indians

On War’s Receiving End

Los Angeles Times
March 23, 2007
By Alex Tizon

FLAGSTAFF, ArizonaFour years later, the grieving parents are doing OK. Better than OK. They cruise through most days upbeat — determinedly grateful for all the good things given them since the worst day of their lives. They’ve received a pat on the back from the president. They’ve been given, free and clear, a new home on 5 1/2 acres, a mini-palace of stone and clay, which they’ve filled with gifts of paintings and statues and prayer quilts and hand-woven rugs. A veritable museum of tributes.

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Can One Man Turn the Tide?

Los Angeles Times
October 28, 2004
By Alex Tizon

NEWTOK, Alaska – The boys hunt for mastodon bones on the tundra as the women and girls gather salmonberries from their secret spots in the hills. The men keep busy with various manly things, fishing and fixing roofs and hauling water from the community well. It’s another sunny afternoon in this Eskimo village of 340 on Alaska’s west coast, and there isn’t the slightest hint that life is approaching a cataclysmic change. In as little as 10 years, the village will be swallowed up by a torrent of water from the Ninglick River, and an ancient way of life will be erased.

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Her Red Valley of Everlastingness

The Seattle Times
August 25, 2002
By Alex Tizon

MONUMENT VALLEY, Arizona — There might not be a place on Earth farther from the events of September 11 than Rose Yazzie’s heart. It isn’t a haughty or angry distance, but a simple sense of apartness summed up in the words: “That is your world; this is ours.” Yazzie is a Navajo. She is small and imperial, like a miniature queen, 58 years old but with the demeanor of an ancient. An ancient who wears Reeboks.

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Dissent Flickering in the Shadows

The Seattle Times
September 20, 2001
By Alex Tizon

HARDIN, Montana – Traveling east from Missoula, racing through the sprawling mass of Montana at 95 mph, feeling small and slow, ants crossing the Great Divide, we came finally to the state’s southeast corner where lies the battlefield of the Little Bighorn. If we were to hunt misgivings about the impending war, we’d probably find some here, or they would find us. This was the site of one of the nation’s most infamous military failures, also known as Custer’s Last Stand.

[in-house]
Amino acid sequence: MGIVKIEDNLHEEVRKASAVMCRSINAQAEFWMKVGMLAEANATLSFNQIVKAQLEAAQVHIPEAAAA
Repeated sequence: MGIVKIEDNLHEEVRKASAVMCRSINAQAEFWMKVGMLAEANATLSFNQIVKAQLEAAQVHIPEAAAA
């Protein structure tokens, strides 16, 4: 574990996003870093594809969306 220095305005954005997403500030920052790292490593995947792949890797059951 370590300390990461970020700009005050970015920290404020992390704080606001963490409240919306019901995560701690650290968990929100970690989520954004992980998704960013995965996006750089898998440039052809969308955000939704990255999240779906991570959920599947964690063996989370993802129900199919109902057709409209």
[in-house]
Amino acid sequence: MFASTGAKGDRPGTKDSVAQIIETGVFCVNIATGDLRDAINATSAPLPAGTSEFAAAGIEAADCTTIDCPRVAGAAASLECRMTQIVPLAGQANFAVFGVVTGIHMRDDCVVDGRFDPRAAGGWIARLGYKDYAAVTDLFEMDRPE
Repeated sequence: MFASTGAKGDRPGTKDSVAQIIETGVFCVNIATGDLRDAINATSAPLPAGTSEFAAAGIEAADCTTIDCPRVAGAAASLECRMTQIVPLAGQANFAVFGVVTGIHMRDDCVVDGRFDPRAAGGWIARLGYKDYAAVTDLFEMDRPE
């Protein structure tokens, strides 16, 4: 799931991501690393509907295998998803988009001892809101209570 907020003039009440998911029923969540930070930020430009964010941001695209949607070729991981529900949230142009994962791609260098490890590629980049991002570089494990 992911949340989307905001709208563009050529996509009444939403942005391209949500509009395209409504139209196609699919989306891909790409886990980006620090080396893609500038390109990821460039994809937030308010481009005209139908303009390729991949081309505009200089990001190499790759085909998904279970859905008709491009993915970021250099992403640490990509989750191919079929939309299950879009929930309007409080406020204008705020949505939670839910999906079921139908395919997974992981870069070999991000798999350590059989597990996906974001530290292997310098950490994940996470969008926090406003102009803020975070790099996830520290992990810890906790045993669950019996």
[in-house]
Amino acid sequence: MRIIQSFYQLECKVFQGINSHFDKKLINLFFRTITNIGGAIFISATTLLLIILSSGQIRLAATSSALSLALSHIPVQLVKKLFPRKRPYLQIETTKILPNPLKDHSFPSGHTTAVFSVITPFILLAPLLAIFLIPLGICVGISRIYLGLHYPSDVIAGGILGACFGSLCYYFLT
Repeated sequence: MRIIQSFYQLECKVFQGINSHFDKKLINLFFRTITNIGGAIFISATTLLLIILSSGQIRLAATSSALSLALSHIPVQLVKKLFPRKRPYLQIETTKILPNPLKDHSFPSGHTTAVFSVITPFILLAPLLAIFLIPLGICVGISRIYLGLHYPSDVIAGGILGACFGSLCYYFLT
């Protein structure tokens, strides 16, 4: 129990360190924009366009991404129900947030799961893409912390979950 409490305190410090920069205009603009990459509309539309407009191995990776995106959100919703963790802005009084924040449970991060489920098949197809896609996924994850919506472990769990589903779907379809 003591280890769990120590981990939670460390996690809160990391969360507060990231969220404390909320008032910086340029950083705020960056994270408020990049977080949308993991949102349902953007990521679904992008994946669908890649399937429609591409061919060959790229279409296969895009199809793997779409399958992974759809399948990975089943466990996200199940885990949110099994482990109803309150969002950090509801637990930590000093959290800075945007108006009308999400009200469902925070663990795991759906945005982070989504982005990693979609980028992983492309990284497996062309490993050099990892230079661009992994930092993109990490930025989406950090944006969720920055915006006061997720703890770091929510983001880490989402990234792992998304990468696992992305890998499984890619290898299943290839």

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The Killing of the Bears

The Seattle Times
January 30, 2000
By Alex Tizon

RIVERS INLET, British Columbia – The bones of grizzly bears litter the town dump in scattered piles. A skull here, a jawbone there. A rib cage picked clean by scavengers. Teeth as long as a grown man’s fingers. The first of the grizzlies were shot in September after they broke into trailers on the west end of the village. In October, six more were killed, and by mid-January, the tally had reached 14.

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When’s the Hunt? The World Awaits the Makah Tribe’s Next Move

The Seattle Times
December 1, 1998
By Alex Tizon

In the end of “Moby Dick,” Herman Melville’s epic tale of obsession on the high seas, the peg-legged Captain Ahab finally gets his white whale, and in the process, the whale gets him. I know this because I watched the movie. I couldn’t get through the book. It was too ponderous for my late-20th-century sensibility.

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The Whale Hunt

The Seattle Times
September 20, 1998
By Alex Tizon

NEAH BAY, Washington – One day next month, an eight-man crew of Makah Indians will launch a dugout canoe into the Pacific Ocean to hunt for a gray whale. Very likely they will find one. They might succeed in killing it or they might find that a 40-ton animal does not so easily give up life. This is certain: The commotion that will precede and follow the first thrown harpoon will be a spectacle of extraordinary proportions.

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“A Terrible Thing Was Done Here”: Journey to Wounded Knee

The Seattle Times
October 19, 1997
By Alex Tizon

PINE RIDGE, South Dakota Most everyone in the van was glad Vashti wasn’t driving. Nothing against her, but she drives the way she conducts much of her life: without due appreciation for the brake pedal. “My Juggernaut” is what husband Andy calls her. Andy had the wheel. Steady, smiling, always-thinking Andy with his Panama hat. They were headed to Wounded Knee, 17 miles down Reservation Road.

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